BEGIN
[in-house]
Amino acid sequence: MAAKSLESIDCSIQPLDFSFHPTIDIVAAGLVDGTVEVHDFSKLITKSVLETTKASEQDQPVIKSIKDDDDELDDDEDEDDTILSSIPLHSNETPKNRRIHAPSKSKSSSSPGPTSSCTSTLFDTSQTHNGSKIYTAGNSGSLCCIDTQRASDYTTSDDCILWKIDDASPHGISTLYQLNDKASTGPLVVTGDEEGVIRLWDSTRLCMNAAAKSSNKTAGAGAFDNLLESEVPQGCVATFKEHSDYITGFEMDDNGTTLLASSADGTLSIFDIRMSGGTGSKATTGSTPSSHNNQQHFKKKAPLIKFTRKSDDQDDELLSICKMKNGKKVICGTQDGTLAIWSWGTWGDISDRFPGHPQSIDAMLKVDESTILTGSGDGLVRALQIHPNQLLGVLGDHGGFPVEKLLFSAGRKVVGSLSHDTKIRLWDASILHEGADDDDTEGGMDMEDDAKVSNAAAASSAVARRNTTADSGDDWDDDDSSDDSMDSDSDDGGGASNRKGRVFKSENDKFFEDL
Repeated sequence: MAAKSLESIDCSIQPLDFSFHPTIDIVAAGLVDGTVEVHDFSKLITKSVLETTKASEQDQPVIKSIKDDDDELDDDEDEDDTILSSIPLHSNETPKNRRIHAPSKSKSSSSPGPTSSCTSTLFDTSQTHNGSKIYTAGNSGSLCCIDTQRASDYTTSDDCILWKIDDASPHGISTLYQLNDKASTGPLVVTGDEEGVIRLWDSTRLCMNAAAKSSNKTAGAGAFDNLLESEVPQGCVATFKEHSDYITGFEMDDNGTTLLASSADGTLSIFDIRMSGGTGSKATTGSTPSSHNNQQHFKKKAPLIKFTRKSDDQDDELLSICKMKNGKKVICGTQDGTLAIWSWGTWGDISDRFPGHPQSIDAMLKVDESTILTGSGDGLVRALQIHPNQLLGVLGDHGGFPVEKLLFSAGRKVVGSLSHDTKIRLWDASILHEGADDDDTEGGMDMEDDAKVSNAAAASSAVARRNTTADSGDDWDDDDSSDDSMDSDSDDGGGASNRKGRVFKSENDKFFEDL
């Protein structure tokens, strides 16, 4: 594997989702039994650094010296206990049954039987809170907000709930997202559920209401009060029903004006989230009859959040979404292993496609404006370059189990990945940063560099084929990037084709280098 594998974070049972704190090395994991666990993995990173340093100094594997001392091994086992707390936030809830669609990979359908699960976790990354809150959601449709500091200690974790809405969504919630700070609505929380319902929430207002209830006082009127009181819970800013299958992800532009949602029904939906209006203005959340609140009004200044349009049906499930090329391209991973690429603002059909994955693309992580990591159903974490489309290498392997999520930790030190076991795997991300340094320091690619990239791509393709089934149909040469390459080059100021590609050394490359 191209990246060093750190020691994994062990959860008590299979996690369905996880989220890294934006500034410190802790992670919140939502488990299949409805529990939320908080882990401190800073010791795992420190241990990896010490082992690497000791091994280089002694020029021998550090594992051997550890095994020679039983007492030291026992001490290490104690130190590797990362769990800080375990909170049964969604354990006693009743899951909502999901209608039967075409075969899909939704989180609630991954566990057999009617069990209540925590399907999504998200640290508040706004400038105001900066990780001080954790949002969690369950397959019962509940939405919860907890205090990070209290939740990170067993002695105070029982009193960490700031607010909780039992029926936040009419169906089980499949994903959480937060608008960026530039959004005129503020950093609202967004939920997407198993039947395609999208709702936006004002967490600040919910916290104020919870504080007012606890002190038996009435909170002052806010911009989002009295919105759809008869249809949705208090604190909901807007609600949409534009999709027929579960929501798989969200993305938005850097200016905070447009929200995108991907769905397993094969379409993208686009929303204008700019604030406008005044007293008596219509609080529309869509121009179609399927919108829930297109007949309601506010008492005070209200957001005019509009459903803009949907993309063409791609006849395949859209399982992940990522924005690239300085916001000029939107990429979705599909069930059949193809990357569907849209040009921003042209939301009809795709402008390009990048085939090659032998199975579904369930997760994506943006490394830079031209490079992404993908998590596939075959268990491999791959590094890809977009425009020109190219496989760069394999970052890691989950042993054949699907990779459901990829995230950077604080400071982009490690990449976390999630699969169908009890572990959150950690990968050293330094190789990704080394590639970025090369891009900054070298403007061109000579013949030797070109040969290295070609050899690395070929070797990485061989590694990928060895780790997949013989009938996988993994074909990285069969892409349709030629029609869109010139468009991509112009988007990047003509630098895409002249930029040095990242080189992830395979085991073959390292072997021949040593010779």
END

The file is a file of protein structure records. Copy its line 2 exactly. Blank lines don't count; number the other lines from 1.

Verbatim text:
Amino acid sequence: MAAKSLESIDCSIQPLDFSFHPTIDIVAAGLVDGTVEVHDFSKLITKSVLETTKASEQDQPVIKSIKDDDDELDDDEDEDDTILSSIPLHSNETPKNRRIHAPSKSKSSSSPGPTSSCTSTLFDTSQTHNGSKIYTAGNSGSLCCIDTQRASDYTTSDDCILWKIDDASPHGISTLYQLNDKASTGPLVVTGDEEGVIRLWDSTRLCMNAAAKSSNKTAGAGAFDNLLESEVPQGCVATFKEHSDYITGFEMDDNGTTLLASSADGTLSIFDIRMSGGTGSKATTGSTPSSHNNQQHFKKKAPLIKFTRKSDDQDDELLSICKMKNGKKVICGTQDGTLAIWSWGTWGDISDRFPGHPQSIDAMLKVDESTILTGSGDGLVRALQIHPNQLLGVLGDHGGFPVEKLLFSAGRKVVGSLSHDTKIRLWDASILHEGADDDDTEGGMDMEDDAKVSNAAAASSAVARRNTTADSGDDWDDDDSSDDSMDSDSDDGGGASNRKGRVFKSENDKFFEDL